Note, this is the second book in what is a four-book series. I started with this one because I found the title of the first one, Huddle With Me Tonight, just unbearable. I don’t think I missed anything by starting the way I did, this book can definitely stand alone.

The book starts with the heroine, Payton (named for the legendary Chicago Bears running back Walter “Sweetness” Payton), essentially stalking Cedric, a “bad boy” professional football player. Cedric has had a run of bad luck. His behavior off the field has resulted in his agent dropping him and no other agent will touch him. He also fears that his team won’t sign him to a new contract. He is particularly concerned about changing teams as he doesn’t want to leave New York. This is a weak area of the book. I’ve followed football forever, and the so-called bad behavior mentioned wouldn’t even get a rise out of the most stringent agent. Certainly it wouldn’t result in a franchise dropping a running back with the kind of stats this guy has. That failing aside, I found the rest of the football-related aspects of this story to be believable and in line with what I know of the game and its players.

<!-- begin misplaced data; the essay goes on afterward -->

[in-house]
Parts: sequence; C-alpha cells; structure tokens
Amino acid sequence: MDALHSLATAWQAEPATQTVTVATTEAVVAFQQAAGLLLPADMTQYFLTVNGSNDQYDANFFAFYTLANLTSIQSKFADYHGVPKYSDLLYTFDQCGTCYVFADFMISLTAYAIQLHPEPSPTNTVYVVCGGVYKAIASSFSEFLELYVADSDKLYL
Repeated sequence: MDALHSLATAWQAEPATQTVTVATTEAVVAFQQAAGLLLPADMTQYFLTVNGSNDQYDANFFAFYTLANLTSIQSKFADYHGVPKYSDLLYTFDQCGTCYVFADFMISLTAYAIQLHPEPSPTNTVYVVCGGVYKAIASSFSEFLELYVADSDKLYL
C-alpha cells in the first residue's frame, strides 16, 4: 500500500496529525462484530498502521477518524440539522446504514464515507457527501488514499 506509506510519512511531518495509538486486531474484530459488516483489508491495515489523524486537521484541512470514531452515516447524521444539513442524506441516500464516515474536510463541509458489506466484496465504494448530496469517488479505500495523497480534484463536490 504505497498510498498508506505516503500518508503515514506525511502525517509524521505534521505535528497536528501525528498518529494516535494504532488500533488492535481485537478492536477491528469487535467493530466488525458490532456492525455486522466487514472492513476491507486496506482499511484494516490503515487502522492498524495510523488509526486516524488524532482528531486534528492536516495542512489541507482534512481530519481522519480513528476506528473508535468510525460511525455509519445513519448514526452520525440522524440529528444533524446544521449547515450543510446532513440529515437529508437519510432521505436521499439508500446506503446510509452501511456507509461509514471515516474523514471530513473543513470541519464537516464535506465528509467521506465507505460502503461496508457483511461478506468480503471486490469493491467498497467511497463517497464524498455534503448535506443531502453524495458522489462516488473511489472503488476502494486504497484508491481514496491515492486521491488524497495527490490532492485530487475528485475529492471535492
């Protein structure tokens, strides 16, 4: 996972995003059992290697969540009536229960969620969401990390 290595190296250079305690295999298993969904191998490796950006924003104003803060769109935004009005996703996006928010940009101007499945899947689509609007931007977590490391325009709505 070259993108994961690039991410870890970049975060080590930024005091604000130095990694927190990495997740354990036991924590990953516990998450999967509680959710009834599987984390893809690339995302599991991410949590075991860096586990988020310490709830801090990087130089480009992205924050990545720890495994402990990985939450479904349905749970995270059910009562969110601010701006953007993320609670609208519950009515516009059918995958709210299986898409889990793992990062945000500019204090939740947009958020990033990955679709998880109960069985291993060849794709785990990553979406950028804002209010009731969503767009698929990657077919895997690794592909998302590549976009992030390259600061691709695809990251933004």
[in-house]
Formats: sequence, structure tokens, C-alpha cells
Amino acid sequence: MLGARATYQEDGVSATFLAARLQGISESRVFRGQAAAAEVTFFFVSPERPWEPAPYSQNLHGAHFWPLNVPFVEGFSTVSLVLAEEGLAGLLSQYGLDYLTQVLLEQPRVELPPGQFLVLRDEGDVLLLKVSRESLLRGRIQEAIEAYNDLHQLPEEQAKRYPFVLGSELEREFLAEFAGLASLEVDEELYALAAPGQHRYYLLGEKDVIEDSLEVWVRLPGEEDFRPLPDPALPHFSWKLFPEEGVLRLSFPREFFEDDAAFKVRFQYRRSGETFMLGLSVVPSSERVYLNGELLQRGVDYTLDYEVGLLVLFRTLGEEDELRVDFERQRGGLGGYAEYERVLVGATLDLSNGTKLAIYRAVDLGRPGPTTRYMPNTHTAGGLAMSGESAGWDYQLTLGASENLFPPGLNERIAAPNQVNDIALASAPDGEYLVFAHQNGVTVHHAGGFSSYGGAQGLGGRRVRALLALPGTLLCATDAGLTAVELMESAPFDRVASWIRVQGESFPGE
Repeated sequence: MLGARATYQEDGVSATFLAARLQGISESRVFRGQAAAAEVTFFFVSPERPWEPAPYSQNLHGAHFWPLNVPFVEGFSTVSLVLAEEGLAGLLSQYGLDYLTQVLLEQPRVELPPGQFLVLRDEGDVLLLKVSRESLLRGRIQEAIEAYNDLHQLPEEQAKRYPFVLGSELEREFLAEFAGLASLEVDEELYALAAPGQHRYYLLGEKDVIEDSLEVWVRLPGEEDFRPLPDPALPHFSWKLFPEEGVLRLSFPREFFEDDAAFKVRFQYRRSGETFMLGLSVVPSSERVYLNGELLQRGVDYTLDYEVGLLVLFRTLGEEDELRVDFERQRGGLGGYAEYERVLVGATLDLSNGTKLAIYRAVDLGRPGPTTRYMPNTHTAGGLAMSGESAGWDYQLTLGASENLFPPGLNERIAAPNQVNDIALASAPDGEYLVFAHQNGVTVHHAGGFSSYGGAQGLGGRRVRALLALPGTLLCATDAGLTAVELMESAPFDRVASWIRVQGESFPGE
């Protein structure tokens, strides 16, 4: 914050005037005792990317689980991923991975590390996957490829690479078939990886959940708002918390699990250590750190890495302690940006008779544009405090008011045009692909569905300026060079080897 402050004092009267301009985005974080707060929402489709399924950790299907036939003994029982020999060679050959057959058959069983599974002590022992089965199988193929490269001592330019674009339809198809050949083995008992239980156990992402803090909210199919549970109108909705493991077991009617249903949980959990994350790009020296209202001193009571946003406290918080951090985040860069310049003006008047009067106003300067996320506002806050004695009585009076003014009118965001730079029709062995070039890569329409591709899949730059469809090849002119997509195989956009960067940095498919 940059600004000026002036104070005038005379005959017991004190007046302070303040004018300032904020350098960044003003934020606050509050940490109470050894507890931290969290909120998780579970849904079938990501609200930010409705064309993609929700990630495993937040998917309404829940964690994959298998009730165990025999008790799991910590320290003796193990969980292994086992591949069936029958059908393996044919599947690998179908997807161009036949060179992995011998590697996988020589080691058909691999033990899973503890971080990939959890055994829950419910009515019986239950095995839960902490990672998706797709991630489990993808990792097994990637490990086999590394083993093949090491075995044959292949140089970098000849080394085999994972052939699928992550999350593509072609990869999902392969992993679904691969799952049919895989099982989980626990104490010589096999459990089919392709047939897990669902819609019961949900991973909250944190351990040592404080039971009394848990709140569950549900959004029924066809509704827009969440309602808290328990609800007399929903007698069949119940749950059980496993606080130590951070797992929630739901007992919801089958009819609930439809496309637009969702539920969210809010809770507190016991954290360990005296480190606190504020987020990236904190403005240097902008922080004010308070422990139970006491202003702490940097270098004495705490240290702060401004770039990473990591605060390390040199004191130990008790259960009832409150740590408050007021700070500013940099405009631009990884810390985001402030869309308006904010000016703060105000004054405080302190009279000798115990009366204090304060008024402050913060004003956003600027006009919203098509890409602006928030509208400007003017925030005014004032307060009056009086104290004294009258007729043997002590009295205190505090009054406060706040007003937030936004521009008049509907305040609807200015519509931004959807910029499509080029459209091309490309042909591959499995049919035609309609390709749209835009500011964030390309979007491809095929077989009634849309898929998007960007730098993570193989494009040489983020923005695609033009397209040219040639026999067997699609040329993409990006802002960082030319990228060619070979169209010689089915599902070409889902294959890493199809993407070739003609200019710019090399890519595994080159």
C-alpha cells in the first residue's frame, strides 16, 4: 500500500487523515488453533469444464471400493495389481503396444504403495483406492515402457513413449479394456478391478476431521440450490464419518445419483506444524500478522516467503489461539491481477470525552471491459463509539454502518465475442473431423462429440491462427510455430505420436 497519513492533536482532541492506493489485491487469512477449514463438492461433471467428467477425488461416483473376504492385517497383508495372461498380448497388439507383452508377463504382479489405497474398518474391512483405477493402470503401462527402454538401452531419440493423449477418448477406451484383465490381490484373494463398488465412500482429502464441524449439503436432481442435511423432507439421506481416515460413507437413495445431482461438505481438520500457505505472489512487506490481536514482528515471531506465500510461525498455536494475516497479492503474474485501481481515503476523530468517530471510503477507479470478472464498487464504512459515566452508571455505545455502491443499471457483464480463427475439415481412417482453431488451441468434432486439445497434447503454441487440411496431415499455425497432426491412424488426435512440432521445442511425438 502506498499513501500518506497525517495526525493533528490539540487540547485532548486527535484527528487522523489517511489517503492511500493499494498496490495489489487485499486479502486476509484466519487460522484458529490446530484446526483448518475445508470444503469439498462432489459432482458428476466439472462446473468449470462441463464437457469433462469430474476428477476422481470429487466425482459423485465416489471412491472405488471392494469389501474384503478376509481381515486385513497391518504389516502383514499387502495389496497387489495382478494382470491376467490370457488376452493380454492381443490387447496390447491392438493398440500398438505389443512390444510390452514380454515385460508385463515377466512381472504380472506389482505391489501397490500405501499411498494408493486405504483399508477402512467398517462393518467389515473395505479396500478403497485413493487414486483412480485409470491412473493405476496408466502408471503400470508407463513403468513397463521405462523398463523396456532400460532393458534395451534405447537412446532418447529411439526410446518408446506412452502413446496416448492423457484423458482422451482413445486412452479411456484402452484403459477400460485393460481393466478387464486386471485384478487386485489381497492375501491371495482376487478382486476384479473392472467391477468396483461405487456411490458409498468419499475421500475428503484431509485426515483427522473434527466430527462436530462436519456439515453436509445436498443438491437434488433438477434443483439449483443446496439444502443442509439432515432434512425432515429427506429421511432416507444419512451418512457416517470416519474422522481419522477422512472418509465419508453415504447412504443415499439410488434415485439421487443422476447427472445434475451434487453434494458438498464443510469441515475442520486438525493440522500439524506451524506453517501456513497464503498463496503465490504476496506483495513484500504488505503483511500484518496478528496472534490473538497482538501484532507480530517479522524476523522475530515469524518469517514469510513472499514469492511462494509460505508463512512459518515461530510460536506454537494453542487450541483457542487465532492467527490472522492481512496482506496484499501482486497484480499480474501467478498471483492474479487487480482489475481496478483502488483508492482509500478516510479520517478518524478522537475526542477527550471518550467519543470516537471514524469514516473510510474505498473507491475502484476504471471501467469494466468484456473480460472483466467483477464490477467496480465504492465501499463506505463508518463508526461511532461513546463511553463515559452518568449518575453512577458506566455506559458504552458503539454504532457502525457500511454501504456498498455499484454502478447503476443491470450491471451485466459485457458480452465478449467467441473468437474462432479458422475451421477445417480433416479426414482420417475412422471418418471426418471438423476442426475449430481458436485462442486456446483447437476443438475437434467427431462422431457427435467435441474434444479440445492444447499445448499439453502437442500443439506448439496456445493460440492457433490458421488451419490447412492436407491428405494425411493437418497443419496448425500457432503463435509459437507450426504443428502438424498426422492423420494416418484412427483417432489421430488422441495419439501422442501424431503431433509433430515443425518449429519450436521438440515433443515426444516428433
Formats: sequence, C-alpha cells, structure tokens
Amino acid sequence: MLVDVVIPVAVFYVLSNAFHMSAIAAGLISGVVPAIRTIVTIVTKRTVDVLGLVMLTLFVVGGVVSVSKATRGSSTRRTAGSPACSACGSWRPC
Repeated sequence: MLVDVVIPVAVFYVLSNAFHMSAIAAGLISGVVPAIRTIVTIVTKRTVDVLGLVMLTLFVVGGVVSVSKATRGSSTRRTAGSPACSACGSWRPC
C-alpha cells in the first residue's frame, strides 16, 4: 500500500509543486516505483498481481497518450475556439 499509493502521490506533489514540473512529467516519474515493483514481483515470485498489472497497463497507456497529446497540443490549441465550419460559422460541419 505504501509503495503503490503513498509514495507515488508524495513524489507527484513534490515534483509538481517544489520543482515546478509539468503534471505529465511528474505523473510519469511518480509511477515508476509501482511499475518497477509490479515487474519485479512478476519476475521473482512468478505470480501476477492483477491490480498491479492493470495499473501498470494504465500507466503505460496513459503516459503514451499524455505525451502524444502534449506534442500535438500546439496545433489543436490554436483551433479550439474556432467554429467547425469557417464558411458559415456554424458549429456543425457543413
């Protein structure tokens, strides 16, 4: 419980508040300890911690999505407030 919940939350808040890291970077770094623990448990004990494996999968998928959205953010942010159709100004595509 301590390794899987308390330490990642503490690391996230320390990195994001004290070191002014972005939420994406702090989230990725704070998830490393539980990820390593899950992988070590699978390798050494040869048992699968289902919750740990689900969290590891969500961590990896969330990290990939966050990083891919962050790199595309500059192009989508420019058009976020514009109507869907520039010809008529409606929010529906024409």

Payton is a major football fan and more than anything she wants to be a sports agent. To that end she has quit her job at a law firm in Texas and relocated to New York City in an effort to fulfill her dream. Unfortunately, none of the players are willing to take a risk with an unknown quantity, especially a female one. So she has gone all out in an effort to get Cedric as a client. Given her dogged determination and the fact that he literally has no one else, he decides to take her on.